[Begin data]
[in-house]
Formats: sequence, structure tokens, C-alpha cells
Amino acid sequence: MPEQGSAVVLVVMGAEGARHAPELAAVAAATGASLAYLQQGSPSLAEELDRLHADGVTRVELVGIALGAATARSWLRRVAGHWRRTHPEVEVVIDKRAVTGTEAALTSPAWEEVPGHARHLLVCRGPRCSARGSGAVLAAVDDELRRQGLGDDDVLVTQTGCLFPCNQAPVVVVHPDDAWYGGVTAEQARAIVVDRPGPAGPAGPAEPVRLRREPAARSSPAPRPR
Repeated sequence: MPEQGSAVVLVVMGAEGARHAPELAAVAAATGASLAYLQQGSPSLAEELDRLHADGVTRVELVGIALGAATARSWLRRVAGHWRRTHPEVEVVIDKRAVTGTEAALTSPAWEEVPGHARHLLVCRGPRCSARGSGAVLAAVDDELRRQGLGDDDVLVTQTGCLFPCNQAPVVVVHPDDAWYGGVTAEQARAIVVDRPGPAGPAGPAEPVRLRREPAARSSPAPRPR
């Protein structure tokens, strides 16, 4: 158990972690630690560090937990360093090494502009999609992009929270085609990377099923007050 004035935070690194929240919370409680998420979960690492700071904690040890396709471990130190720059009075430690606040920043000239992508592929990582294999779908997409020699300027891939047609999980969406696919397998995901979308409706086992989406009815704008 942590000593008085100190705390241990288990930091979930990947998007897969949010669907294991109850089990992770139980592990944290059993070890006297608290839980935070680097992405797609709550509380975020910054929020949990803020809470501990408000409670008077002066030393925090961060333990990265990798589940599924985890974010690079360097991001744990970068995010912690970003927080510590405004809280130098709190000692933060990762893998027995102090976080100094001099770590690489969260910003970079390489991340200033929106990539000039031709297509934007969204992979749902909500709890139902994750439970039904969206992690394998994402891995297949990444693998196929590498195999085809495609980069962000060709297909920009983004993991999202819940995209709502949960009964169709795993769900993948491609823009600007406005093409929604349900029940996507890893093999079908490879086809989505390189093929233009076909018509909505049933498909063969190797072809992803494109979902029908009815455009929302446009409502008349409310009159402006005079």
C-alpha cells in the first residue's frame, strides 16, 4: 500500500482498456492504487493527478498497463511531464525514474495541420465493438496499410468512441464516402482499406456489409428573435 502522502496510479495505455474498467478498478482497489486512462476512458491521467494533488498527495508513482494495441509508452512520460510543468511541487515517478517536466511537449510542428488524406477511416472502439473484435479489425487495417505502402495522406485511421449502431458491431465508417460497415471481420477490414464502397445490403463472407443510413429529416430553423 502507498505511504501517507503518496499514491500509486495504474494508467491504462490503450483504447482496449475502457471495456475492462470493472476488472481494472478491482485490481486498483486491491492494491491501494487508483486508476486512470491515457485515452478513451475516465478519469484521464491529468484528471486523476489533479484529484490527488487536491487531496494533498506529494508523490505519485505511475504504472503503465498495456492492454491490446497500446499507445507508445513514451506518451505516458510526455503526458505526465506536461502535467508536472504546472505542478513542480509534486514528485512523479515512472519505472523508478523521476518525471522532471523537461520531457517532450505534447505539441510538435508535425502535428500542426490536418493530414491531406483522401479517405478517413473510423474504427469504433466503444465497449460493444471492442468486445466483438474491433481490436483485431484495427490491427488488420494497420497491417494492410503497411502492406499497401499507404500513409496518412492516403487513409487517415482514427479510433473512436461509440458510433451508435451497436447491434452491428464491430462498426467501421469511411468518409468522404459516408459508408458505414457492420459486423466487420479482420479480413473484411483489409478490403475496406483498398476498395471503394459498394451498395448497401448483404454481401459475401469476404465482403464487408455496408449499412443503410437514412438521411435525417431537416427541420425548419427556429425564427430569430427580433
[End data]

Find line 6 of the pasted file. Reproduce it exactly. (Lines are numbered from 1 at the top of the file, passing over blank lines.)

C-alpha cells in the first residue's frame, strides 16, 4: 500500500482498456492504487493527478498497463511531464525514474495541420465493438496499410468512441464516402482499406456489409428573435 502522502496510479495505455474498467478498478482497489486512462476512458491521467494533488498527495508513482494495441509508452512520460510543468511541487515517478517536466511537449510542428488524406477511416472502439473484435479489425487495417505502402495522406485511421449502431458491431465508417460497415471481420477490414464502397445490403463472407443510413429529416430553423 502507498505511504501517507503518496499514491500509486495504474494508467491504462490503450483504447482496449475502457471495456475492462470493472476488472481494472478491482485490481486498483486491491492494491491501494487508483486508476486512470491515457485515452478513451475516465478519469484521464491529468484528471486523476489533479484529484490527488487536491487531496494533498506529494508523490505519485505511475504504472503503465498495456492492454491490446497500446499507445507508445513514451506518451505516458510526455503526458505526465506536461502535467508536472504546472505542478513542480509534486514528485512523479515512472519505472523508478523521476518525471522532471523537461520531457517532450505534447505539441510538435508535425502535428500542426490536418493530414491531406483522401479517405478517413473510423474504427469504433466503444465497449460493444471492442468486445466483438474491433481490436483485431484495427490491427488488420494497420497491417494492410503497411502492406499497401499507404500513409496518412492516403487513409487517415482514427479510433473512436461509440458510433451508435451497436447491434452491428464491430462498426467501421469511411468518409468522404459516408459508408458505414457492420459486423466487420479482420479480413473484411483489409478490403475496406483498398476498395471503394459498394451498395448497401448483404454481401459475401469476404465482403464487408455496408449499412443503410437514412438521411435525417431537416427541420425548419427556429425564427430569430427580433